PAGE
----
Case Of The Month | April 2024 | Cystitis Glandularis in a 13-year-old Female Cat

Cystitis is a clinically significant disease that affects various species, with a higher incidence in females, likely linked to their shorter urethra. This condition can manifest as either acute or chronic. Chronic cystitis takes on diverse forms based on the pattern and type of inflammatory response, including diffuse, follicular, and polypoid variants.

Chronic polypoid cystitis is characterized by the presence of polypoid masses, particularly common in dogs but may occur in any species. These masses likely develop as an inflammatory and hyperplastic response to chronic irritation, often stemming from persistent bacterial urinary tract infections (UTIs) and/or uroliths.

The polyps found in the bladder mucosa consist of a core of proliferative connective tissue covered by surface epithelium. This surface epithelium can form nests of hyperplastic urothelial cells in the lamina propria, known as Brunn’s nests, or undergo metaplasia to a mucus-secreting, glandular epithelial type, leading to a condition called CYSTITIS GLANDULARIS. These resulting polypoid masses may have a broad-based or pedunculated structure, occurring most frequently in the cranioventral bladder wall. Chronic haematuria, often unresponsive to antimicrobial therapy, is a common observation in cases of chronic polypoid cystitis. This bleeding is often associated with the breakdown of polyps, potentially promoting urine retention and bacterial introduction, thus establishing a cyclic pattern of infection, proliferation, and inflammation.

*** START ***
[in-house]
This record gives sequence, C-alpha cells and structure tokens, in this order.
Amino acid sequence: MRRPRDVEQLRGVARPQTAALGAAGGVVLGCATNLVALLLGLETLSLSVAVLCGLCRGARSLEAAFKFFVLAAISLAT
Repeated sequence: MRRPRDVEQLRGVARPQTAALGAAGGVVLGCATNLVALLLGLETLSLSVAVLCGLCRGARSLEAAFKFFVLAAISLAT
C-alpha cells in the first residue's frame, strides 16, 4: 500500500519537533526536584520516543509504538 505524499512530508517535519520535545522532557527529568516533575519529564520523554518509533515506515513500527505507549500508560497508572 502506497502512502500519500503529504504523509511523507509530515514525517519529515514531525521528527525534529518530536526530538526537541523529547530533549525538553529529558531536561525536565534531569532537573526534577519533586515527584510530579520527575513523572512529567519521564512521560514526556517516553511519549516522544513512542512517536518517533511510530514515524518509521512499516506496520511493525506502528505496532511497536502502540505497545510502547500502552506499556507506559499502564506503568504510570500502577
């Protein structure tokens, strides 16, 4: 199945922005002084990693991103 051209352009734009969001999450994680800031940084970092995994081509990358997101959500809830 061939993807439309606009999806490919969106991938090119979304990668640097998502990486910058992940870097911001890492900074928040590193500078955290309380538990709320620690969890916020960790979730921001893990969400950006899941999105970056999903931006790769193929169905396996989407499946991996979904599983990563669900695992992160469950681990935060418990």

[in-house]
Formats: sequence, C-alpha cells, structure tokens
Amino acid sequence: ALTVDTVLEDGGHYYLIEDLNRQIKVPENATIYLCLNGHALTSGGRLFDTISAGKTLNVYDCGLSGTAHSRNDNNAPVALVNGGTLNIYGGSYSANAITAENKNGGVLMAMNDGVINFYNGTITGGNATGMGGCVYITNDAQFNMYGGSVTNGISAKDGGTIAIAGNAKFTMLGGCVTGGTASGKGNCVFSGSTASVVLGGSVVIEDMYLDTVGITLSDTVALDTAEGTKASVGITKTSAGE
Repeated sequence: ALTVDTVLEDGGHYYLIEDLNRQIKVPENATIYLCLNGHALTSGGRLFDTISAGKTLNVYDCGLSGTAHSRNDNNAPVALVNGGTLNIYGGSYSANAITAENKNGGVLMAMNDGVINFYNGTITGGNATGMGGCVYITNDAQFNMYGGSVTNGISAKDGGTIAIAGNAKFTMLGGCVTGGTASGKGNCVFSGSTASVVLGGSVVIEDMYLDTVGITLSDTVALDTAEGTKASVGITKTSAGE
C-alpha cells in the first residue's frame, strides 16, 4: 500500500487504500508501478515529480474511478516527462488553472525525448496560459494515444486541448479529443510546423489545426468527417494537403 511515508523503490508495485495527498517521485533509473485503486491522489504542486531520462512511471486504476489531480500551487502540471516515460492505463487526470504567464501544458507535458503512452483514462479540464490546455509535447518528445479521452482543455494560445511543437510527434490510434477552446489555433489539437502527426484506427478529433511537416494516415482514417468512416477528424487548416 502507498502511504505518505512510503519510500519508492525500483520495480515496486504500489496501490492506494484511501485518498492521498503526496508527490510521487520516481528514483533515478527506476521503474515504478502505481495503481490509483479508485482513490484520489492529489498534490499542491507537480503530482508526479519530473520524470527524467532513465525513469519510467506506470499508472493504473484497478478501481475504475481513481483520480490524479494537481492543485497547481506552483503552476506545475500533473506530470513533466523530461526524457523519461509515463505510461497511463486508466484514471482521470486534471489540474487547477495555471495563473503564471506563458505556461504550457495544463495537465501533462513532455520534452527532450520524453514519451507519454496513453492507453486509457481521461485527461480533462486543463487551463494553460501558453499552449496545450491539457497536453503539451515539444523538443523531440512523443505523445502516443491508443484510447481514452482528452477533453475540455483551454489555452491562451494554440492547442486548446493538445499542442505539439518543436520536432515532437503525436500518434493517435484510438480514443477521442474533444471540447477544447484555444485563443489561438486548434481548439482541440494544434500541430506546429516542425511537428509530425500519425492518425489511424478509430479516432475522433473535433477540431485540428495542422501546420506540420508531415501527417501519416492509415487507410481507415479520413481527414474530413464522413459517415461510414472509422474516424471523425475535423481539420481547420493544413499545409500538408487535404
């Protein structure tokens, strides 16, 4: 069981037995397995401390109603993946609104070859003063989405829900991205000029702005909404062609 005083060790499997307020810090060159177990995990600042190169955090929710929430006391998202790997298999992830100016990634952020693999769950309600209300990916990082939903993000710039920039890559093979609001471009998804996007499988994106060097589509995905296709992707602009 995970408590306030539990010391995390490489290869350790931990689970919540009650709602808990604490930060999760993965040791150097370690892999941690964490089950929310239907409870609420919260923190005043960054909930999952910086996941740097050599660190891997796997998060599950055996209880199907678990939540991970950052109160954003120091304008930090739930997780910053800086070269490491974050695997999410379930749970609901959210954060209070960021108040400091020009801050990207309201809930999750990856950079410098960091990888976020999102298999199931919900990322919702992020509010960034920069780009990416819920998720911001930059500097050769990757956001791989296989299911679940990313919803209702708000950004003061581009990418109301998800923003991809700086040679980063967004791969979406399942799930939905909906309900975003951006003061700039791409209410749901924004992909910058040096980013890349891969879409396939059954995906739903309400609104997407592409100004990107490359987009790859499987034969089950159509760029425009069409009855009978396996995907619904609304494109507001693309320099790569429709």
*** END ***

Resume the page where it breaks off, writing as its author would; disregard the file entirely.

Histologically, our case had in lamina propria, occasionally extending from mucosa, multiple hyperplastic tortuous glands that were often cystic dilated. They were lined by one to multiple layers of uniform cuboidal or columnar epithelial cells, occasionally surrounded by a few layers of urothelial cells. They had no evident atypia. The lamina propria where they were immersed contained a few plasma cells, lymphocytes, neutrophils and rare histiocytes.

References

Cystitis glandularis in a cat. Amalia Agut, Juana D Carrillo, Marta Soler, Juan D Garcia, Eliseo Belda, Miguel A Gomez and Antonio Bernabe. Journal of Feline Medicine and Surgery. Volume 16, Issue 4, April 2014, Pages 363-365. Available free online: https://journals.sagepub.com/doi/epub/10.1177/1098612X13499746

Cystitis Cystica, Cystitis Glandularis, and Brunn’s Nests in a Feline Urinary Bladder.  J. F. Zachary. Veterinary pathology Journal. Volume 18, Issue 1. Available free online: https://journals.sagepub.com/doi/epdf/10.1177/030098588101800112

Pathology of domestic animals. Volume 2. Jubb, Kennedy & Palmer’s. Sixth edition. 2016. Pages 459-461

Pathologic basis of veterinary disease. James F. Zachary. Seventh edition. 2022. Pag 762

Thank you to NationWide Laboratories for providing the April case of the month. For more information and to enquire about the slide scanning service please visit https://www.pathologynews.com/nationwide-laboratories/

Credit: Karina Fresneda DVM DiplACVP

Share This Post

Leave a Reply